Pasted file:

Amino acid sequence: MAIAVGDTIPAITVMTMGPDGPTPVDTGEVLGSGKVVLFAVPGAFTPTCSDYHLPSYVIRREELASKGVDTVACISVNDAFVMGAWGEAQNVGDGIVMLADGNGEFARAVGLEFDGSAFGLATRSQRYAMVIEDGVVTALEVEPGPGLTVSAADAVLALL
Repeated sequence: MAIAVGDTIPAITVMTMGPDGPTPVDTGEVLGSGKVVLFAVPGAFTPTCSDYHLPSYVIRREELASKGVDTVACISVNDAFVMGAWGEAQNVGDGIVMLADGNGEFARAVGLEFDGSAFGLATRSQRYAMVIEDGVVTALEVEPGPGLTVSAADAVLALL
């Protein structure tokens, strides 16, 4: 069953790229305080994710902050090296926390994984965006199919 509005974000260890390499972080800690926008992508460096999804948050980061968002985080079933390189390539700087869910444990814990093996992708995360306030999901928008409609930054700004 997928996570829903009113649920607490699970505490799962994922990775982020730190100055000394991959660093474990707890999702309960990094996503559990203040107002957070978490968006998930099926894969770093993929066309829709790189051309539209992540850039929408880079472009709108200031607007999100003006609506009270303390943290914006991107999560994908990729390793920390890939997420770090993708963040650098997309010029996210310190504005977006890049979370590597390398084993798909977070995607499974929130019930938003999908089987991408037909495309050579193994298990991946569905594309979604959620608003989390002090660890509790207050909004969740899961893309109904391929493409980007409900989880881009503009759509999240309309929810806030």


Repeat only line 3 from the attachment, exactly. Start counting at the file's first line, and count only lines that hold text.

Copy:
């Protein structure tokens, strides 16, 4: 069953790229305080994710902050090296926390994984965006199919 509005974000260890390499972080800690926008992508460096999804948050980061968002985080079933390189390539700087869910444990814990093996992708995360306030999901928008409609930054700004 997928996570829903009113649920607490699970505490799962994922990775982020730190100055000394991959660093474990707890999702309960990094996503559990203040107002957070978490968006998930099926894969770093993929066309829709790189051309539209992540850039929408880079472009709108200031607007999100003006609506009270303390943290914006991107999560994908990729390793920390890939997420770090993708963040650098997309010029996210310190504005977006890049979370590597390398084993798909977070995607499974929130019930938003999908089987991408037909495309050579193994298990991946569905594309979604959620608003989390002090660890509790207050909004969740899961893309109904391929493409980007409900989880881009503009759509999240309309929810806030």